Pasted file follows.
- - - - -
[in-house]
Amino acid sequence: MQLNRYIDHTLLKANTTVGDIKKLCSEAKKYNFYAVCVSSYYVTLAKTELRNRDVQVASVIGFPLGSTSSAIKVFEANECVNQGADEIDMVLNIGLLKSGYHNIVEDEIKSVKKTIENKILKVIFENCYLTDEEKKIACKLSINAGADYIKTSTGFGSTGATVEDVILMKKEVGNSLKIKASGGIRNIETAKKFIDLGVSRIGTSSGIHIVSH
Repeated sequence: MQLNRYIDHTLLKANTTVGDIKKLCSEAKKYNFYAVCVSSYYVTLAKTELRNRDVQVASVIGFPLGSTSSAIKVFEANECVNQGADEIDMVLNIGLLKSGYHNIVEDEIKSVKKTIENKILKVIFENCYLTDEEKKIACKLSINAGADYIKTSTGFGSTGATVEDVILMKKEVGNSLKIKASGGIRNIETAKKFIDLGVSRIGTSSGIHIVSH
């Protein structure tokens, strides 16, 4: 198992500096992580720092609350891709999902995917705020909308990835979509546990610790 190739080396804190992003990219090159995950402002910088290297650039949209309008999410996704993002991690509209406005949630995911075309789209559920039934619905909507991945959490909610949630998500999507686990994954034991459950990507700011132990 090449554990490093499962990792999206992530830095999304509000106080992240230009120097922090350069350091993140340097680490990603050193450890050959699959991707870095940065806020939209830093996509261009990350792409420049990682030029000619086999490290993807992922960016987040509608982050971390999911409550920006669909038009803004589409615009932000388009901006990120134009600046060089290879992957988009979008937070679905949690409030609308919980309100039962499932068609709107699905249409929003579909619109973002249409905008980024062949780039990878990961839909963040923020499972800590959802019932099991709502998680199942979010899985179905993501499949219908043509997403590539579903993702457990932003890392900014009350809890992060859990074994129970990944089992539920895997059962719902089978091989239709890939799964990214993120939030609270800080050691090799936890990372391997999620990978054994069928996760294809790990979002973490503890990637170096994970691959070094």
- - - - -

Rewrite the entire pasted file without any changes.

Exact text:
[in-house]
Amino acid sequence: MQLNRYIDHTLLKANTTVGDIKKLCSEAKKYNFYAVCVSSYYVTLAKTELRNRDVQVASVIGFPLGSTSSAIKVFEANECVNQGADEIDMVLNIGLLKSGYHNIVEDEIKSVKKTIENKILKVIFENCYLTDEEKKIACKLSINAGADYIKTSTGFGSTGATVEDVILMKKEVGNSLKIKASGGIRNIETAKKFIDLGVSRIGTSSGIHIVSH
Repeated sequence: MQLNRYIDHTLLKANTTVGDIKKLCSEAKKYNFYAVCVSSYYVTLAKTELRNRDVQVASVIGFPLGSTSSAIKVFEANECVNQGADEIDMVLNIGLLKSGYHNIVEDEIKSVKKTIENKILKVIFENCYLTDEEKKIACKLSINAGADYIKTSTGFGSTGATVEDVILMKKEVGNSLKIKASGGIRNIETAKKFIDLGVSRIGTSSGIHIVSH
């Protein structure tokens, strides 16, 4: 198992500096992580720092609350891709999902995917705020909308990835979509546990610790 190739080396804190992003990219090159995950402002910088290297650039949209309008999410996704993002991690509209406005949630995911075309789209559920039934619905909507991945959490909610949630998500999507686990994954034991459950990507700011132990 090449554990490093499962990792999206992530830095999304509000106080992240230009120097922090350069350091993140340097680490990603050193450890050959699959991707870095940065806020939209830093996509261009990350792409420049990682030029000619086999490290993807992922960016987040509608982050971390999911409550920006669909038009803004589409615009932000388009901006990120134009600046060089290879992957988009979008937070679905949690409030609308919980309100039962499932068609709107699905249409929003579909619109973002249409905008980024062949780039990878990961839909963040923020499972800590959802019932099991709502998680199942979010899985179905993501499949219908043509997403590539579903993702457990932003890392900014009350809890992060859990074994129970990944089992539920895997059962719902089978091989239709890939799964990214993120939030609270800080050691090799936890990372391997999620990978054994069928996760294809790990979002973490503890990637170096994970691959070094």